What are eggs?

  • (noun): Oval reproductive body of a fowl (especially a hen) used as food.
    Synonyms: egg

Some articles on eggs:

Resplendent Quetzal - Behavior - Breeding
... When breeding, females lay two pale blue eggs in a nest placed in a hole which they carve in a rotten tree ... period lasts about 18 days, during which the male generally incubates the eggs during the day while the female incubates them at night ... When the eggs hatch, both parents take care of the young, feeding them fruit, berries, insects, lizards, and small frogs ...
Round Goby - Reproduction
... The males are territorial and will guard nests of eggs and newly hatched young, resulting in successful hatch rates of up to 95% ... Its eggs are 4 mm by 2.2 mm in size ... The females deposit their eggs in male-guarded crevices between rocks ...
Pterophyllum - Angelfish in The Fishkeeping Hobby - Breeding
... In situations where the eggs are removed from the aquarium immediately after spawning, the pair is capable of spawning every seven to ten days ... pair is ready to spawn, they will choose an appropriate medium upon which to lay the eggs and spend one to two days picking off detritus and algae from the surface ... The female will deposit a line of eggs on the spawning substrate, followed by the male who will fertilize the eggs ...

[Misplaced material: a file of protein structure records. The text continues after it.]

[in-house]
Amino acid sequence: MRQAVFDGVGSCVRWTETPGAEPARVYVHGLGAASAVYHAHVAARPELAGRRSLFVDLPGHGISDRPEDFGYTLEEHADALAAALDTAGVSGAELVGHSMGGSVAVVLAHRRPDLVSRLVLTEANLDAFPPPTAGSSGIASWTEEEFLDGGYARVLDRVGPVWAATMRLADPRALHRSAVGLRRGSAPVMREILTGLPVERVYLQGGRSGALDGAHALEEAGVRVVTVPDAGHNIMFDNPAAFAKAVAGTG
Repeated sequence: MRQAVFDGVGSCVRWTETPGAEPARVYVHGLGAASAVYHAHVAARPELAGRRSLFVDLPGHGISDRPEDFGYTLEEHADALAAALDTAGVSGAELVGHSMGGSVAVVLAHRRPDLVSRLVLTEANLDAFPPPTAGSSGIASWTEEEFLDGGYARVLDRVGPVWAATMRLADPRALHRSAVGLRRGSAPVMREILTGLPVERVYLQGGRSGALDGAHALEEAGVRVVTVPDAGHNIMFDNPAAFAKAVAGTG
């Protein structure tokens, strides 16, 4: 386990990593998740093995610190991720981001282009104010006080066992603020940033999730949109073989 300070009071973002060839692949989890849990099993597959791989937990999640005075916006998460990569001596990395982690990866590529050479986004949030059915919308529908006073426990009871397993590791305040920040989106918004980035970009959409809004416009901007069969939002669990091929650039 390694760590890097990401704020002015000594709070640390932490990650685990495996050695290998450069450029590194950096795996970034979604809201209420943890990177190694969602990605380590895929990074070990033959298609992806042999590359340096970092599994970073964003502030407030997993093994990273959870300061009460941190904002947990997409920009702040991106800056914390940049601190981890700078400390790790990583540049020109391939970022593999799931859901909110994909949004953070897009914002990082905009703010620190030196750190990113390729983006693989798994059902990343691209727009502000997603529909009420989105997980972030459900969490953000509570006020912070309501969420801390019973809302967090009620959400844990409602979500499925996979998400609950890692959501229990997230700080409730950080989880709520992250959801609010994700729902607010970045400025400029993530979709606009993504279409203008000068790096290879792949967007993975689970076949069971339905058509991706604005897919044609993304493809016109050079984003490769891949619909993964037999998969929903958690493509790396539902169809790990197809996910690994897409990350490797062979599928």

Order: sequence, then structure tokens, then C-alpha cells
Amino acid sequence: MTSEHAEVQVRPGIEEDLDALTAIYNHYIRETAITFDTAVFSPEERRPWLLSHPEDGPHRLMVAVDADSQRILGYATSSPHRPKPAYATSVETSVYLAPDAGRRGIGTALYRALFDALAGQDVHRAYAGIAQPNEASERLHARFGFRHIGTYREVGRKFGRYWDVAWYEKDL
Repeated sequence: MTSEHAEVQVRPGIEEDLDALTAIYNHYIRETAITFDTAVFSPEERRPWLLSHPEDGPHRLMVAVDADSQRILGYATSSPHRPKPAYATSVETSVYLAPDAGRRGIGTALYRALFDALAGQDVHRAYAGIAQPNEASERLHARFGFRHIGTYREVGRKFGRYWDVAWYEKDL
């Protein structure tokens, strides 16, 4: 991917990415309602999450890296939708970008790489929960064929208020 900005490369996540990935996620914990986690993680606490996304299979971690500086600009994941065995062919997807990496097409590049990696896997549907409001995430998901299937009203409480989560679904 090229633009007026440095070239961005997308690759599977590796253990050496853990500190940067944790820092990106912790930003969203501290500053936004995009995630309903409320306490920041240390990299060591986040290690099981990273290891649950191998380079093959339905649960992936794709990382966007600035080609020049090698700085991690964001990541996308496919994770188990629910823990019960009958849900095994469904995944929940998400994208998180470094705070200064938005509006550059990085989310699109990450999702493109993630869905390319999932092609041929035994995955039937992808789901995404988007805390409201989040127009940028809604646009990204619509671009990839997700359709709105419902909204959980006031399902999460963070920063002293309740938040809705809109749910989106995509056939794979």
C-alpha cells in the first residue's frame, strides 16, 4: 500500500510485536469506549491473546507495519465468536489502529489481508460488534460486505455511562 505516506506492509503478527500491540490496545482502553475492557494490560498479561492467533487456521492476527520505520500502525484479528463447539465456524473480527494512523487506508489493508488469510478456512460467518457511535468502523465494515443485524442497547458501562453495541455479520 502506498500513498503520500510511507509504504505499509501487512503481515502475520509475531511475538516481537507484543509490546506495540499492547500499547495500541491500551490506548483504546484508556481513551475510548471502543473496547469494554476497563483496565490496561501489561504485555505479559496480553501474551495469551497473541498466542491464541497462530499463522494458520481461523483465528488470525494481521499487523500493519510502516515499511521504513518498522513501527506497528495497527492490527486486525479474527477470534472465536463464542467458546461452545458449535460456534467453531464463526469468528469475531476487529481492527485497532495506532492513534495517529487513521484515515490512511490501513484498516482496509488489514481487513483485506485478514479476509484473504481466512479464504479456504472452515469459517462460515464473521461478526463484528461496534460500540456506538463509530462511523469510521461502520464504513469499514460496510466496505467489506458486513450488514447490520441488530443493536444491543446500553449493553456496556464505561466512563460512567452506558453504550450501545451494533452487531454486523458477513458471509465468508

Song Sparrow - Eggs
... The Song Sparrow lays 3–5 eggs ... The egg coloring is a brown spotted greenish-white ...

Famous quotes containing the word eggs:

    One of our defects as a nation is a tendency to use what have been called “weasel words.” When a weasel sucks eggs the meat is sucked out of the egg. If you use a “weasel word” after another there is nothing left of the other.
    Theodore Roosevelt (1858–1919)

    The common cormorant or shag
    Lays eggs inside a paper bag.
    Christopher Isherwood (1904–1986)

    Nothing is so beautiful as spring—
    When weeds, in wheels, shoot long and lovely and lush;
    Thrush’s eggs look little low heavens, and thrush
    Through the echoing timber does so rinse and wring
    The ear, it strikes like lightning to hear him sing.
    Gerard Manley Hopkins (1844–1889)